Friday, June 12, 2009

The Next 200 Major Leaguers

TigerBlog weighed in on the coverage of the Major League Baseball Draft a few days ago. After two more days of listening to draft picks, there are a few more things that come to mind…

Each year there are more than 1,500 players selected in the draft. Add to that a large number of Latin American players that are signed through a different process and you have more than 2,000 players assigned to Major League Baseball teams each season. That’s roughly 65 players per team. Sure, not every drafted player signs a contract. Some college juniors return for their senior seasons and many high school seniors opt to go the college route. Let’s say that for whatever reason 10 picks don’t sign per team and you have about 55 new players per team entering the system each season.

So, where do you put them? Well, most teams have Short Season A and Rookie Ball teams that do not start their seasons until late June. Divide your new players in half and assign them to a pair of teams and they have a place to play.

What immediately stands out in TigerBlog’s mind is the logic that if you’re adding more than 50 players into the system each year, roughly the same amount of players are being dropped from the system.

Using just Princeton as the example, three new Tigers entered the system in the last three days as David Hale, Brad Gemberling and Jack Murphy were all drafted. Conversely, Spencer Lucian, Steven Miller and B.J. Szymanski, who played in the Minor Leagues last season, are now moving on to the next stages of their lives, with Lucian continuing playing in Spain this summer.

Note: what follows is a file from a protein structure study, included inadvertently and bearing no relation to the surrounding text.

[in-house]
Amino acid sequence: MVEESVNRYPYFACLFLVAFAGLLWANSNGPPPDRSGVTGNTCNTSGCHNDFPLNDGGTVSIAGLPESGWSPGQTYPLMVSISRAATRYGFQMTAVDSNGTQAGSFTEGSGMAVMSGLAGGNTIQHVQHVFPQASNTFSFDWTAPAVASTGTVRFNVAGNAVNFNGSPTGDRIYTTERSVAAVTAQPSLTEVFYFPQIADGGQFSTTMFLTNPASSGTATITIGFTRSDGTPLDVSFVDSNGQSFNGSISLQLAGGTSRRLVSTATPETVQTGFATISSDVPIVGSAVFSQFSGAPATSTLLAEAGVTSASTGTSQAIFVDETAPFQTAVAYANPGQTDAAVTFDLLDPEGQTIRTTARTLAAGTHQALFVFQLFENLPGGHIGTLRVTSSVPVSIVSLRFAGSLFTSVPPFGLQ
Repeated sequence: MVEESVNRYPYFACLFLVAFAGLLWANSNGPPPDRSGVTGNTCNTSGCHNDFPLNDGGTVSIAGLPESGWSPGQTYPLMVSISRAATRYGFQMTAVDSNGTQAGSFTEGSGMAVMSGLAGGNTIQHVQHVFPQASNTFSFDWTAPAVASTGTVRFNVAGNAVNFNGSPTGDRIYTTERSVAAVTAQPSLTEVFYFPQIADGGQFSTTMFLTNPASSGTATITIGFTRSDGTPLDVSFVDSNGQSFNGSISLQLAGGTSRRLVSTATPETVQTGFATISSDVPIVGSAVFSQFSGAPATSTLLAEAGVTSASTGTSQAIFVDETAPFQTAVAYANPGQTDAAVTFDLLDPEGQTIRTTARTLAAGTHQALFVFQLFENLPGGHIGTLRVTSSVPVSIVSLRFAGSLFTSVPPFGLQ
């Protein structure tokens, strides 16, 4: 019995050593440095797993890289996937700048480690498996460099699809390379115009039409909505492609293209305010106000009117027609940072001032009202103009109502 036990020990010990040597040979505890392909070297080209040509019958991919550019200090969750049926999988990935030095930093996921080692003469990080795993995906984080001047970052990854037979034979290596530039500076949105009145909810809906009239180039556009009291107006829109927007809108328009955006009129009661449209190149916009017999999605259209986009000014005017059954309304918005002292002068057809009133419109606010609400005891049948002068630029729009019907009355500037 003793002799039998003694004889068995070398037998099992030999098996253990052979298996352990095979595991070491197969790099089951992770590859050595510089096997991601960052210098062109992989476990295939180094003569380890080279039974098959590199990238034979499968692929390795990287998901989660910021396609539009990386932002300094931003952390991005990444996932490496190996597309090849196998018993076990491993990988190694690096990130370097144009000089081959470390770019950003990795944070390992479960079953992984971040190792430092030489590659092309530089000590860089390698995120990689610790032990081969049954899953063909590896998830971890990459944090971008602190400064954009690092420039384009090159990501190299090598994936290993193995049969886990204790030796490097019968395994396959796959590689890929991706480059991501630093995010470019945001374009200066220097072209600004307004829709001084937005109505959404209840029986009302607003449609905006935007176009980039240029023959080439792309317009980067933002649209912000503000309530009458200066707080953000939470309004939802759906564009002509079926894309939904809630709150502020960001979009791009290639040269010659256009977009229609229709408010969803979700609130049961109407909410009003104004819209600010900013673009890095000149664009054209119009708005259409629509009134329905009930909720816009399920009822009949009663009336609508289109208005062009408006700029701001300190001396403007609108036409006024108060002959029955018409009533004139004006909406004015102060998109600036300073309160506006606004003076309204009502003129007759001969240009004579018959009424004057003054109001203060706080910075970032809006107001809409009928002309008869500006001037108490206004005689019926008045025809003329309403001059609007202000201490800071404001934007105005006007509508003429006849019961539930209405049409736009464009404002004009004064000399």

Speaking of this year’s draft, Princeton had three players chosen for only the second time in program history. The only time more Tigers were taken came in 2004 when five members of the two-time Ivy League champion were chosen in the first 20 rounds of the draft. That was quite a draft for Princeton, which saw the same amount of players drafted in the first 20 rounds as traditional baseball powers like Rice, Tennessee, UCLA and Vanderbilt. Two of the players chosen in that draft have played in the Major Leagues–Ross Ohlendorf and Will Venable–and a third, Tim Lahey, is currently playing at the AAA level.

Back to the draft, after the televised pomp of the opening three rounds which TigerBlog touched upon here on Wednesday. The draft went back to the conference call that it usually is for rounds 4-50. It makes for stimulating radio…

Arizona’s representative states… With its 24th round pick, Arizona selects ID number 1234 Brad Gemberling, a right hand pitcher from Princeton University in Princeton, N.J…

MLB answers back… Arizona selects ID number 1234 Brad Gemberling from Princeton. Los Angeles Dodgers are next…

And on it goes for hours. It makes it tough when you really are only concerned with where three of the 1,521 drafted players are chosen. Somewhat shockingly, TigerBlog was actually able to see/hear two of the three picks live.

Anyways, congratulations to the 1,521 players drafted over the three days of this year’s draft. TigerBlog will keep close tabs on three of those players, but can’t help but wonder how many of those 1,521 players will one day actually wear a Major League uniform.

Looking at historical trends provided by Major League Baseball, the answer is 200 or 13%. Now if only we could guess which 200. That seems high to TigerBlog, but good luck to all the players in their attempt to make it to the Big Leagues.

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